Testing, Testing, Testing

This year, apparently, Randomville High School is all about tests. Every student in the school is taking a practice ACT next week. Somehow or other, we teachers are supposed to incorporate the data gleaned from the results into our lesson plans. Then we are expected to track each student's progress throughout the year.

Almost all of our in-service meetings have been about testing. Getting projected scores from previous tests, using the ACT standards in our teaching, pre-tests, post-tests, testtesttesttesttesttesttest.

Let me tell you something: I'm pretty damn sick and tired of tests. I don't know why people seem to think that the entire school experience has to revolve around taking tests and practicing for tests and reviewing tests and preparing for tests and studying test scores and analyzing test data.

Because guess what I DON'T get to do while I'm stressing out over tests: TEACH.

Quick question: which of these is my job title?


Any idiot could come into a classroom and hand out test papers, wait forty minutes, and take them back up; if that's all I'm going to be called upon to do, why did I waste my time with college? Why do I bother learning and refining teaching strategies? Why do I try to make connections between class material and the real world?

And here's another question: why do I have to spend so much of my time documenting exactly how I am differentiating instruction in my classroom, when every student is assessed the same way, regardless of his or her learning style, reading level, personality profile, or area of intelligence?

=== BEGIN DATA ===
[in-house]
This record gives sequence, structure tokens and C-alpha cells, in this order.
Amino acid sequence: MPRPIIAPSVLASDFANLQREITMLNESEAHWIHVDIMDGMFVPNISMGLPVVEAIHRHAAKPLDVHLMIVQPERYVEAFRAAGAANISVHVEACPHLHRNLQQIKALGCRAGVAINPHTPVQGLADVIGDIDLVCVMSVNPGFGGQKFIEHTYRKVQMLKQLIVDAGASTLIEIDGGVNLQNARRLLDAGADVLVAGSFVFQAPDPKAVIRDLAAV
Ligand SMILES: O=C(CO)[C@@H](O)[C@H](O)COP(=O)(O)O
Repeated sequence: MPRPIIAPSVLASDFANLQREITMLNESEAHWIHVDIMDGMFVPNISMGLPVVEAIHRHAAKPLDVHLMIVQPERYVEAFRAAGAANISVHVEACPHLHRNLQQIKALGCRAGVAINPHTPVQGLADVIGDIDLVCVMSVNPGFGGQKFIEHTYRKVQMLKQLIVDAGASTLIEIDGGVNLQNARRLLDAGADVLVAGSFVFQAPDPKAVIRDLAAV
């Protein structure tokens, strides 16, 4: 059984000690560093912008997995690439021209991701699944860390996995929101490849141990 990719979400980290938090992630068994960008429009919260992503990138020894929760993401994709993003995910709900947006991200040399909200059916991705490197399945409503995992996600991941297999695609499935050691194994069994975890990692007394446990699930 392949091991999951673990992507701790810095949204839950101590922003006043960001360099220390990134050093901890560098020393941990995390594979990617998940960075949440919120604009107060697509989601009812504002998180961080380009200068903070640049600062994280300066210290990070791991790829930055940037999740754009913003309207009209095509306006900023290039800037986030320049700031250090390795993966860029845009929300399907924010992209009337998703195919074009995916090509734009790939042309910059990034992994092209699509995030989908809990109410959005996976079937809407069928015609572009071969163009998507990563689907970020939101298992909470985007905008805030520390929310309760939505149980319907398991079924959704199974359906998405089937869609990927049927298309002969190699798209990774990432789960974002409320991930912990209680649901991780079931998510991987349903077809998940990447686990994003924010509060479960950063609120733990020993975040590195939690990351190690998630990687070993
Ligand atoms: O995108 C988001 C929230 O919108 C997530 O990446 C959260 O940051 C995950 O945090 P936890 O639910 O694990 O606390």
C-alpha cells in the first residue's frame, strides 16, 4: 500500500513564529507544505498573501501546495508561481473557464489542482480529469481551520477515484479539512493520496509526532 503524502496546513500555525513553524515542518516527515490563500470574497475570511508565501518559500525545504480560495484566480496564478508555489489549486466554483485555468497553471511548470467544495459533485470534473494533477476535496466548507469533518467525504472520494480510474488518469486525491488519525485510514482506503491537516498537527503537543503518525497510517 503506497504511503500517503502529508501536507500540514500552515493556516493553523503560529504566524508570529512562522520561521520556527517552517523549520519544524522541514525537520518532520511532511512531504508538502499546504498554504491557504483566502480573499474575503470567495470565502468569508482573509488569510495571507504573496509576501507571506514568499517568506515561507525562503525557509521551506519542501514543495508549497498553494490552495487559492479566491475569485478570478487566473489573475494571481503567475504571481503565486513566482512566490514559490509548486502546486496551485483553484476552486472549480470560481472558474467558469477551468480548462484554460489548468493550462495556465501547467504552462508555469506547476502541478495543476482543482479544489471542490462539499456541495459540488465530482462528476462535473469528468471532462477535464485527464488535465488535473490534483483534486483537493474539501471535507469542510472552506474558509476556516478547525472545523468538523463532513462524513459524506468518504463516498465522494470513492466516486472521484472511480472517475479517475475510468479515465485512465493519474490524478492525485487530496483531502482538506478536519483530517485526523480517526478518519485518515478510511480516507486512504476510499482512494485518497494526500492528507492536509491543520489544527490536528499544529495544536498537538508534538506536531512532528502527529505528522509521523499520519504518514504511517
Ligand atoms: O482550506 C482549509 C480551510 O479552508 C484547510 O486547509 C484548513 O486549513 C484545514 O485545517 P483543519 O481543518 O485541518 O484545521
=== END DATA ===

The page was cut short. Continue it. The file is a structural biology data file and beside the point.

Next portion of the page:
In four years, somebody's going to go to the Department of Education and say, "Hey, how come my employees lack initiative?" or "Why does my co-worker look confused when I ask him to brainstorm solutions?" or "Why don't any of my employees know how to make a decision?" or "The only thing my son/daughter is really good at is bubbling in numbers."

And who is going to catch the blame for that, hmmmm? Will it be the people who created NCLB? Will it be the people who insisted that every school-aged child be tested six times a year? Will it be the people who have made standardized testing into a multi-billion dollar industry? Will it be the people who made laws concerning exactly what and how I should teach in my own classroom?


All the blame will fall on teachers. AS USUAL.

No comments:


Made by Lena